COLUMN: As Congress debates gun measures, NRA money distorts arguments | Columnists

On March 15, 22-year-old Eden Montang of Ames posted an Instagram post about red flags, a topic that, strangely, is currently being debated in Congress. “Stop treating red flags as challenges instead of warning signs,” she wrote, calling them “unsolicited relationship advice.”

Most likely, although she didn’t name Johnathan Whitlatch, it was advice taken from her own relationship with the man who authorities say killed her on June 2, less than three months later.

Montang, a graduate of Boone High School and a senior in the College of Human Sciences at Iowa State University who worked with the Iowa National Guard, was shot outside Cornerstone Church in Ames. She and her 21-year-old friend, Vivian Flores, were on their way there for a service. Authorities have named Whitlatch, who had been abusive to her and with whom she had broken up, for both deaths as well as her own.

Every month, an average of 70 women are shot and killed by an intimate partner in America. Every day, 111 people are killed with firearms. Had there been a red flag law in place, a minimal step the federal government could have taken to prevent such future carnage, perhaps all three lives could have been saved. But one of Montang’s senators, Iowa Republican Joni Ernst, won’t support either. She called the red flag laws unfair for targeting people on sentiment.

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Two things are worth noting about this. First, Ernst has never expressed so much concern that black motorists are too frequently pulled over and pulled over by police for mere sentiment (also known as racial profiling). And second, the National Rifle Association has spent $3.68 million on her behalf since she first ran for federal office in 2014, placing her in the top five recipients in office.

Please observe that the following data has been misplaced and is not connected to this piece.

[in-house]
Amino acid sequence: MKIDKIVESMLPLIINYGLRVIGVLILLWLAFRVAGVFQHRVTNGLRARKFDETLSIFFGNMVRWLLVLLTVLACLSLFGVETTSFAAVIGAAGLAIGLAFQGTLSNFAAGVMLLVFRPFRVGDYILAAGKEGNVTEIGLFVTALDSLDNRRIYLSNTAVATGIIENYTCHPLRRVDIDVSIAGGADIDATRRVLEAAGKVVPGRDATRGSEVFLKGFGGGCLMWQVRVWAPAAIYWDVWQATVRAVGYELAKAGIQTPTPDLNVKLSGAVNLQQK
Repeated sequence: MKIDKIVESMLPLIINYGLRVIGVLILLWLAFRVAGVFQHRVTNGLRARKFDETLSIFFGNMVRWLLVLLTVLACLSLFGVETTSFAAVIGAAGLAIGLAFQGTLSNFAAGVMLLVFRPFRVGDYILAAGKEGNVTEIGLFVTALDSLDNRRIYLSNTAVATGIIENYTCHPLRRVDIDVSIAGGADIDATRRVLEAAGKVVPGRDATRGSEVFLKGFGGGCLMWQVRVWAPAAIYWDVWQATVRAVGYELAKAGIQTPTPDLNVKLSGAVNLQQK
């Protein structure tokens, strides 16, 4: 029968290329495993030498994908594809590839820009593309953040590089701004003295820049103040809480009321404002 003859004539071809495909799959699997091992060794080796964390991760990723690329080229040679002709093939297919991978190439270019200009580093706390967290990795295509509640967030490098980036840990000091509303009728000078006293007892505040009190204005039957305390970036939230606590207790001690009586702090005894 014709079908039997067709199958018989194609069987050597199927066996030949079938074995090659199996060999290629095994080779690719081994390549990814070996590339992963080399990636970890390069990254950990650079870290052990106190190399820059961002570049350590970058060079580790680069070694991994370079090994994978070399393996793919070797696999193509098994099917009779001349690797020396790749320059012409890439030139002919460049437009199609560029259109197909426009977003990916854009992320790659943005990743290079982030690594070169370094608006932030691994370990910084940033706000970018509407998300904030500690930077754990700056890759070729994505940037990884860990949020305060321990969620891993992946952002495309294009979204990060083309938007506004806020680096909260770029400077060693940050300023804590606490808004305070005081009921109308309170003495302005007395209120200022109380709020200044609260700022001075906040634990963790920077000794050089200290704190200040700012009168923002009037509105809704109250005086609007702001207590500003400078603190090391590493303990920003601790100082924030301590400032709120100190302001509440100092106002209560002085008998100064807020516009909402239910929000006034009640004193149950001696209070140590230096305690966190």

On Wednesday, the Democratic-dominated U.S. House of Representatives passed the Protecting Our Kids Act, which would, among other things, raise the minimum age to purchase an assault rifle to 21, ban the sale of high-capacity magazines and would institute new rules on appropriate firearms. storage at home and on firearms without a serial number.

But the Senate is unlikely to follow suit as Democrats hold only 50 seats and it would take 60 votes to pass. Democrats (91%) overwhelmingly want more restrictive gun laws, but only 24% of Republicans want them, according to a Gallup poll.

And the Republicans win every time. With such NRA vote-buying abilities, don’t hold your breath for meaningful gun reform to pass.

So, instead, senators are negotiating background checks on gun buyers and red flag laws. These would allow people who suspect that a particular gun owner poses a threat to themselves or the public to file a court petition to have their guns seized for a set period of time.

The Ames shooting, which follows mass shootings of school children in Uvalde, Texas, and grocery stores in Buffalo, New York, has a chorus of Americans shouting “Enough is enough!” Uvalde and Buffalo were among at least 232 shootings this year in which four or more people were killed or injured, according to The Gun Violence Archive.